The conviction was the first legal action against a member of the FLDS Church since the Short Creek raid.

Woolley, of a purported 1886 divine revelation to then-LDS Church President John Taylor.

They see this 1886 revelation as precluding validity of the 1890 Manifesto against new plural marriages by church members, issued by Wilford Woodruff, whom the LDS Church recognizes as Taylor's successor.

The FLDS Church headquarters were originally located in what was then known as Short Creek in Arizona, on the southern border of Utah.

The settlement eventually expanded into Utah and became incorporated as the twin municipalities of Hildale, Utah, and Colorado City, Arizona.

Such members held hope that the LDS Church would one day come back "into order" and re-establish the practice of polygamy.

In 1984, a schism formed within the FLDS Church just before the death of Leroy S. A small group of FLDS (known as the Centennial Park group) took issue with the "one-man rule" doctrine that altered the leadership structure of the church and that was implemented fully when Rulon Jeffs assumed his position as sole leader of the organization.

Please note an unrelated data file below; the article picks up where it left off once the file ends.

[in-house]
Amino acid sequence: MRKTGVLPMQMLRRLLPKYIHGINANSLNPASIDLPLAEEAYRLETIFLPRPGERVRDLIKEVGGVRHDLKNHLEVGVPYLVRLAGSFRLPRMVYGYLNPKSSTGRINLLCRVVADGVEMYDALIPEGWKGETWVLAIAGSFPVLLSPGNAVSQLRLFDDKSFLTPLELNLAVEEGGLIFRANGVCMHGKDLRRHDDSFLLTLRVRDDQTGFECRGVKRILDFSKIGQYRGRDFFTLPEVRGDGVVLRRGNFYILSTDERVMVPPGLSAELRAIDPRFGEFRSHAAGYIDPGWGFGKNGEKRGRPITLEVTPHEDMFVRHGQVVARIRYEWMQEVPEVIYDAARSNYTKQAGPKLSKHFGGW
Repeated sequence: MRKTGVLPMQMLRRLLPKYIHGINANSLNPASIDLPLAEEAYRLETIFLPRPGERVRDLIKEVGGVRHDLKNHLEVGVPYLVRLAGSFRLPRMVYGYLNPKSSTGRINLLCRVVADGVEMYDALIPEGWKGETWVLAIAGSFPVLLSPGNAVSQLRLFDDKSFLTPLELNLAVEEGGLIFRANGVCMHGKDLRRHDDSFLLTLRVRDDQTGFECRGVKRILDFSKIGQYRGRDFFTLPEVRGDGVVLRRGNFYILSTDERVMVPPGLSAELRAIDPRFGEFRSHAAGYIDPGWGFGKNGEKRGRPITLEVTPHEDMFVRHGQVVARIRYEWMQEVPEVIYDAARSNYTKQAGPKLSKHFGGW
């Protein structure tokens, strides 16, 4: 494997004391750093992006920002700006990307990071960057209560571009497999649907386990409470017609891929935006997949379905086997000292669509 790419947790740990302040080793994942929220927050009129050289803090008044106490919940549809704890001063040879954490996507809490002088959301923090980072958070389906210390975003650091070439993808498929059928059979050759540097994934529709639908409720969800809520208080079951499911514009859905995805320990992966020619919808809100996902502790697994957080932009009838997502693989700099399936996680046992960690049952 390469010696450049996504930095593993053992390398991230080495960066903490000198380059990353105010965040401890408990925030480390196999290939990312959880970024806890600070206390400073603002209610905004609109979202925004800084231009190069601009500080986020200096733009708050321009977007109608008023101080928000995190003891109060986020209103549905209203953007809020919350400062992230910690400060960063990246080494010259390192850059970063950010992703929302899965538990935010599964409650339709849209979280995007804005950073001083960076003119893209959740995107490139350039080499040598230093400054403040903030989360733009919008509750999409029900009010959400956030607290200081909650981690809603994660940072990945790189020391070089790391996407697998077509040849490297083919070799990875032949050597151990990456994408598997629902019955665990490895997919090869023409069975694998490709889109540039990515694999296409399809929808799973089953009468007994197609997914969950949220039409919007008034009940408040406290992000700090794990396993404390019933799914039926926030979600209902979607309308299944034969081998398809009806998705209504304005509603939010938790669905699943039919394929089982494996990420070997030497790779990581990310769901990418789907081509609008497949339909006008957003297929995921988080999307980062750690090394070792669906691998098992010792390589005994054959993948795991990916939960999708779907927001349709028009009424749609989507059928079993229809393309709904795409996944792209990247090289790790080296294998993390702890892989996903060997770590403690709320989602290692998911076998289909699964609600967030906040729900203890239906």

He was succeeded by Rulon Jeffs, who assumed the position of prophet, a title his predecessor refused to use.

In Jeffs' later years, his poor health led to his son Warren Jeffs serving as leader of the church in his stead, and upon Rulon's death in September 2002, Warren Jeffs became leader of the FLDS Church.

The core group in the Short Creek area instead followed Charles Zitting as its leader. Johnson was chosen to lead the church in Short Creek.

Johnson led the FLDS Church until his death in 1986.

The historic location of the church was in Hildale and Colorado City, but the church also has a long-standing colony in Bountiful, British Columbia.